June 2013
Volume 54, Issue 15
Free
ARVO Annual Meeting Abstract  |   June 2013
Utility of Infrared Imaging For Visualizing Persistent Subretinal Fluid After Retinal Detachment Surgery
Author Affiliations & Notes
  • Do Gyun Kim
    Ophthalmology, Eye institute, Medical College of Wisconsin,, Milwaukee, WI
    Ophthalmology, Myongji Hospital, Medical College , Kwandong university, Go-yang, Republic of Korea
  • Dennis Han
    Ophthalmology, Eye institute, Medical College of Wisconsin,, Milwaukee, WI
  • David Weinberg
    Ophthalmology, Eye institute, Medical College of Wisconsin,, Milwaukee, WI
  • Judy Kim
    Ophthalmology, Eye institute, Medical College of Wisconsin,, Milwaukee, WI
  • Footnotes
    Commercial Relationships Do Gyun Kim, None; Dennis Han, None; David Weinberg, Regeneron (F); Judy Kim, None
  • Footnotes
    Support None
Investigative Ophthalmology & Visual Science June 2013, Vol.54, 3591. doi:https://doi.org/
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    • Get Citation

      Do Gyun Kim, Dennis Han, David Weinberg, Judy Kim; Utility of Infrared Imaging For Visualizing Persistent Subretinal Fluid After Retinal Detachment Surgery. Invest. Ophthalmol. Vis. Sci. 2013;54(15):3591. doi: https://doi.org/.

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      © ARVO (1962-2015); The Authors (2016-present)

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Abstract

Purpose: Persistent subretinal fluid (PSRF) located at the macula after rhegmatogenous retinal detachment (RRD) surgery may be responsible for delayed visual recovery and may affect the final visual outcome. However, PSRF may be difficult to detect on clinical examination. Optical coherence tomography (OCT) is useful to diagnose PSRF. In this study, the utility of infrared (IR) imaging for visualizing PSRF was explored and compared to other imaging modalities.

Methods: A retrospective chart review was performed on 4 eyes of 4 patients with PSRF following scleral buckling procedure (SBP) or pars plana vitrectomy (PPV) for RRD repair. The IR images and spectral domain OCT images obtained were analyzed and qualitatively compared. Fluorescein angiography (FA), indocyanine green angiography (ICGA), autofluorescence (AF), and color fundus photography were also compared with IR images when available.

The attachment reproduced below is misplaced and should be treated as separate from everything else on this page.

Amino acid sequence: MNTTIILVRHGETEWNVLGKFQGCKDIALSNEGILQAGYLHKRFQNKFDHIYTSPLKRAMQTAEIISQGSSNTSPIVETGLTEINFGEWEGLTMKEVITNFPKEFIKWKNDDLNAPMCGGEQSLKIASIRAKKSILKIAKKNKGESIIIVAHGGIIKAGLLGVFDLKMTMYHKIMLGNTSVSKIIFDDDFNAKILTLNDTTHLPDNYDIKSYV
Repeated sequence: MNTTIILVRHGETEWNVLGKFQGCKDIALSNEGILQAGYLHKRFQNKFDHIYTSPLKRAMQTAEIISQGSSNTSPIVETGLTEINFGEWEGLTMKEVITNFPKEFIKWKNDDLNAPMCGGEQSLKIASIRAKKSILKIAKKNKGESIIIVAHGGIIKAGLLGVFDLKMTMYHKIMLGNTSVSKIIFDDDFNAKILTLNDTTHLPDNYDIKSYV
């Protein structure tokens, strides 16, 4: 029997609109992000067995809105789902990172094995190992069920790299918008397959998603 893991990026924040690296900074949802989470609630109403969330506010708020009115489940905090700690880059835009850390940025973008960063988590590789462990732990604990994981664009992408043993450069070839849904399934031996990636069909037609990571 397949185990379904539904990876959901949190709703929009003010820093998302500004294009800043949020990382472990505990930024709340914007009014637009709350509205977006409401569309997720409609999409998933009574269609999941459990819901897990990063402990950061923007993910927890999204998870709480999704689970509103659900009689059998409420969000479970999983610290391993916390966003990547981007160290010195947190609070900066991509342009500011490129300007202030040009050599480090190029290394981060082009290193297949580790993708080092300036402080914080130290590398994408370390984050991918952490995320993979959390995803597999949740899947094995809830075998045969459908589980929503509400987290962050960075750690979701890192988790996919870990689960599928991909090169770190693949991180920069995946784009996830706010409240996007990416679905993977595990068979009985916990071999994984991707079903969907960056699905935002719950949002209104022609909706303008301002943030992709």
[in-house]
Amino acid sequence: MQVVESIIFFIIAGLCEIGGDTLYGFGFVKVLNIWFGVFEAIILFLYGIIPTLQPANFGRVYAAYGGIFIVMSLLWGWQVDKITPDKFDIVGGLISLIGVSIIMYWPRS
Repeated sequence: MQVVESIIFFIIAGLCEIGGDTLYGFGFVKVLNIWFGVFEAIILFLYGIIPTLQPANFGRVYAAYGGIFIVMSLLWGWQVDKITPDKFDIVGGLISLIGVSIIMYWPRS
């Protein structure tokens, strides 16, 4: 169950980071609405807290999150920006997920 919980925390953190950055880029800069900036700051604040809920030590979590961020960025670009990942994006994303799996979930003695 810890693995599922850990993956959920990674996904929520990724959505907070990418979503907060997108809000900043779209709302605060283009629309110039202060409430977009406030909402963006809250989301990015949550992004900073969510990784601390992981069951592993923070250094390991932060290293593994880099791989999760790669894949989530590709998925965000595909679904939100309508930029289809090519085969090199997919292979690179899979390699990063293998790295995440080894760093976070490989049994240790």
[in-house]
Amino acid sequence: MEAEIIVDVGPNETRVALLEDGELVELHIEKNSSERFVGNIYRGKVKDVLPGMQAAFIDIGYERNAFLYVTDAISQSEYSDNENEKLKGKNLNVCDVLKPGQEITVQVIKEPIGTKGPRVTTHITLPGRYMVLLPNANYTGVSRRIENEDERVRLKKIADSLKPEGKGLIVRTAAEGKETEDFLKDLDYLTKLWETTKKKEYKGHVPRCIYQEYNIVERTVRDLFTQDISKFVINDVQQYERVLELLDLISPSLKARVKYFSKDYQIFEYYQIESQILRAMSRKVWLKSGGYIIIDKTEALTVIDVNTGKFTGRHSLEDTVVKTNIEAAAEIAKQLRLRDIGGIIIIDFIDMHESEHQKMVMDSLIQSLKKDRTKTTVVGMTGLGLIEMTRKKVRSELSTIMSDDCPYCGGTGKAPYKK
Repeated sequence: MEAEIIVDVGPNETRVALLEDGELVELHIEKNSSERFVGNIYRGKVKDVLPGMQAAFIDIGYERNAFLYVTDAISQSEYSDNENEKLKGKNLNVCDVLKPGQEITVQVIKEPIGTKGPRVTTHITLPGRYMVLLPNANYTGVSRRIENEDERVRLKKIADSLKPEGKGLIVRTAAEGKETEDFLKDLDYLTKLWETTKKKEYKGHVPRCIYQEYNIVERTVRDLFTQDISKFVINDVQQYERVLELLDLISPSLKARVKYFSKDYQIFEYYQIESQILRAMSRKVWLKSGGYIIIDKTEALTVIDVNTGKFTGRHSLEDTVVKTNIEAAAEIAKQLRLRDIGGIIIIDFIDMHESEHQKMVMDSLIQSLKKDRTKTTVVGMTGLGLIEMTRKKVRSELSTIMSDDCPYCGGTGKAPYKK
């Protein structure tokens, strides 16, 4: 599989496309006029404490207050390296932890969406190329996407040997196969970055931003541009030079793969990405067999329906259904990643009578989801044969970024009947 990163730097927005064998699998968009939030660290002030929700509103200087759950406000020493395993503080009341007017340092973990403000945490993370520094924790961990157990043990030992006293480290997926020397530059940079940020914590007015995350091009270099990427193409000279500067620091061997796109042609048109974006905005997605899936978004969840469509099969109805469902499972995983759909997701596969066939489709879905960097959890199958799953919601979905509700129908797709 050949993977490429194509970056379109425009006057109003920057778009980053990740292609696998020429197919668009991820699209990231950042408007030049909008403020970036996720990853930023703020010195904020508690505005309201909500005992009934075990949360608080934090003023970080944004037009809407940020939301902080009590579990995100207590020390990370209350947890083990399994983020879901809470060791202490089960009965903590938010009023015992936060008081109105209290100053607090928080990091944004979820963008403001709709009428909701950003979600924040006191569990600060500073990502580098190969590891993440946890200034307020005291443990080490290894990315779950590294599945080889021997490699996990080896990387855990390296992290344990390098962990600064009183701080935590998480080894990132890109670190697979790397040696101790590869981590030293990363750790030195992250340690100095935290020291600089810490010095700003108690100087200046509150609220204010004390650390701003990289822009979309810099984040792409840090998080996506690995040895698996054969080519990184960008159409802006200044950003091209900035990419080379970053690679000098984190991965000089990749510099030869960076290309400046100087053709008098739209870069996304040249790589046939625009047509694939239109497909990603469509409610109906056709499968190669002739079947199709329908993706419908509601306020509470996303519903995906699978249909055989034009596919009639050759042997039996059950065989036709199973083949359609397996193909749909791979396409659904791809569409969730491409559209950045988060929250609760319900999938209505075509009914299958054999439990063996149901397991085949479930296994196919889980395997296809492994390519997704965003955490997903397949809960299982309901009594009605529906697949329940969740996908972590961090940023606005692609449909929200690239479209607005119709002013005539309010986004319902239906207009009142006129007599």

Results: Two patients had been treated with SBP and two patients with PPV. Initial imaging was performed a mean of 2.7 months (range: 1-5 months) following surgery. While OCT imaging was useful in making the diagnosis of PSRF as well as documenting the height and the width of pockets of PSRF, IR imaging allowed en face imaging of the multiple loculated pockets of SRF seen as dark oval or lobulated lesions of various sizes. In all patients, IR imaging was able to document small pockets of PSRF even when OCT appeared normal in the region or when pockets of PSRF were outside of the OCT scan region. IR imaging was able to show changing size and the distribution of PSRF over time. In one patient, while OCT imaging indicated resolution of PSRF by 5 months after surgery, IR imaging did not appear normal until 12 months after surgery. Even when pockets of PSRF were not visible on FA, ICG, AF, or color photos, IR imaging allowed visualization.

Conclusions: While OCT is helpful in making the diagnosis of PSRF, IR imaging was helpful in demonstrating the extent and distribution of PSRF pockets and was able to track changes over time. IR imaging demonstrated presence of PSRF, even when not visible with other imaging modalities. This imaging modality should be helpful in documenting and following changes in PSRF

Keywords: 550 imaging/image analysis: clinical • 552 imaging methods (CT, FA, ICG, MRI, OCT, RTA, SLO, ultrasound) • 697 retinal detachment  
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